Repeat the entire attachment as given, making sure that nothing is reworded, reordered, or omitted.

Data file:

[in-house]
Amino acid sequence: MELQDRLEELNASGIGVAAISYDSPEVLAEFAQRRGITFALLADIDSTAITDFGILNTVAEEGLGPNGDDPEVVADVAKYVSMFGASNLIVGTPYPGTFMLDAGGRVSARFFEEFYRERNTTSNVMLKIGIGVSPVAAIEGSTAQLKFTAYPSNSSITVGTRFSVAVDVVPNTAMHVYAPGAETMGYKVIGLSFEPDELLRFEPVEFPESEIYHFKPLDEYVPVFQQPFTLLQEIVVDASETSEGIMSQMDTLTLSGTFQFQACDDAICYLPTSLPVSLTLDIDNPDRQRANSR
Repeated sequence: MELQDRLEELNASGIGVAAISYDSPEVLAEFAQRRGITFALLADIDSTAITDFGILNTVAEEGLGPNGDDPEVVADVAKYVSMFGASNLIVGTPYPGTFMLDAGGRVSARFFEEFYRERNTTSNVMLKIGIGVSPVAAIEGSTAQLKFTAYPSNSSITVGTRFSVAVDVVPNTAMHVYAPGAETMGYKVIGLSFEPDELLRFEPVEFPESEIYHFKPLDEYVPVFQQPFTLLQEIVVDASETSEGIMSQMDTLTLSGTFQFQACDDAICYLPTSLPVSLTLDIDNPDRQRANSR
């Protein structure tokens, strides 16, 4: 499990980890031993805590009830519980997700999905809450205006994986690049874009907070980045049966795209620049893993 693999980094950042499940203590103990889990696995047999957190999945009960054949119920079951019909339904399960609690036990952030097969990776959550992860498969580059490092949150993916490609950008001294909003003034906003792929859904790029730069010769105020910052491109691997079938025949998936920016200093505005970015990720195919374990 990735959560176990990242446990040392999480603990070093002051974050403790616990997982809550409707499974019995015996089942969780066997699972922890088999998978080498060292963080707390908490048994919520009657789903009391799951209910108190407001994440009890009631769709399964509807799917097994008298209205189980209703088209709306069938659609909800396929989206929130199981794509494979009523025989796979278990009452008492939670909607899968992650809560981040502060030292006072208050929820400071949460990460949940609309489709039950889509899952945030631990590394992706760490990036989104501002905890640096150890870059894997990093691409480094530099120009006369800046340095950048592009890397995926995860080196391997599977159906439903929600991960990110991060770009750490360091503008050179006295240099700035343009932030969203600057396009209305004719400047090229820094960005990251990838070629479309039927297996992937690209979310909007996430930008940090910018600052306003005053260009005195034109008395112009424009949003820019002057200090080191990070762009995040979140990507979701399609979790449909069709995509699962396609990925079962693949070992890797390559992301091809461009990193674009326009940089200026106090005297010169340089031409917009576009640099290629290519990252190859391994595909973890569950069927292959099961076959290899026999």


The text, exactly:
[in-house]
Amino acid sequence: MELQDRLEELNASGIGVAAISYDSPEVLAEFAQRRGITFALLADIDSTAITDFGILNTVAEEGLGPNGDDPEVVADVAKYVSMFGASNLIVGTPYPGTFMLDAGGRVSARFFEEFYRERNTTSNVMLKIGIGVSPVAAIEGSTAQLKFTAYPSNSSITVGTRFSVAVDVVPNTAMHVYAPGAETMGYKVIGLSFEPDELLRFEPVEFPESEIYHFKPLDEYVPVFQQPFTLLQEIVVDASETSEGIMSQMDTLTLSGTFQFQACDDAICYLPTSLPVSLTLDIDNPDRQRANSR
Repeated sequence: MELQDRLEELNASGIGVAAISYDSPEVLAEFAQRRGITFALLADIDSTAITDFGILNTVAEEGLGPNGDDPEVVADVAKYVSMFGASNLIVGTPYPGTFMLDAGGRVSARFFEEFYRERNTTSNVMLKIGIGVSPVAAIEGSTAQLKFTAYPSNSSITVGTRFSVAVDVVPNTAMHVYAPGAETMGYKVIGLSFEPDELLRFEPVEFPESEIYHFKPLDEYVPVFQQPFTLLQEIVVDASETSEGIMSQMDTLTLSGTFQFQACDDAICYLPTSLPVSLTLDIDNPDRQRANSR
């Protein structure tokens, strides 16, 4: 499990980890031993805590009830519980997700999905809450205006994986690049874009907070980045049966795209620049893993 693999980094950042499940203590103990889990696995047999957190999945009960054949119920079951019909339904399960609690036990952030097969990776959550992860498969580059490092949150993916490609950008001294909003003034906003792929859904790029730069010769105020910052491109691997079938025949998936920016200093505005970015990720195919374990 990735959560176990990242446990040392999480603990070093002051974050403790616990997982809550409707499974019995015996089942969780066997699972922890088999998978080498060292963080707390908490048994919520009657789903009391799951209910108190407001994440009890009631769709399964509807799917097994008298209205189980209703088209709306069938659609909800396929989206929130199981794509494979009523025989796979278990009452008492939670909607899968992650809560981040502060030292006072208050929820400071949460990460949940609309489709039950889509899952945030631990590394992706760490990036989104501002905890640096150890870059894997990093691409480094530099120009006369800046340095950048592009890397995926995860080196391997599977159906439903929600991960990110991060770009750490360091503008050179006295240099700035343009932030969203600057396009209305004719400047090229820094960005990251990838070629479309039927297996992937690209979310909007996430930008940090910018600052306003005053260009005195034109008395112009424009949003820019002057200090080191990070762009995040979140990507979701399609979790449909069709995509699962396609990925079962693949070992890797390559992301091809461009990193674009326009940089200026106090005297010169340089031409917009576009640099290629290519990252190859391994595909973890569950069927292959099961076959290899026999």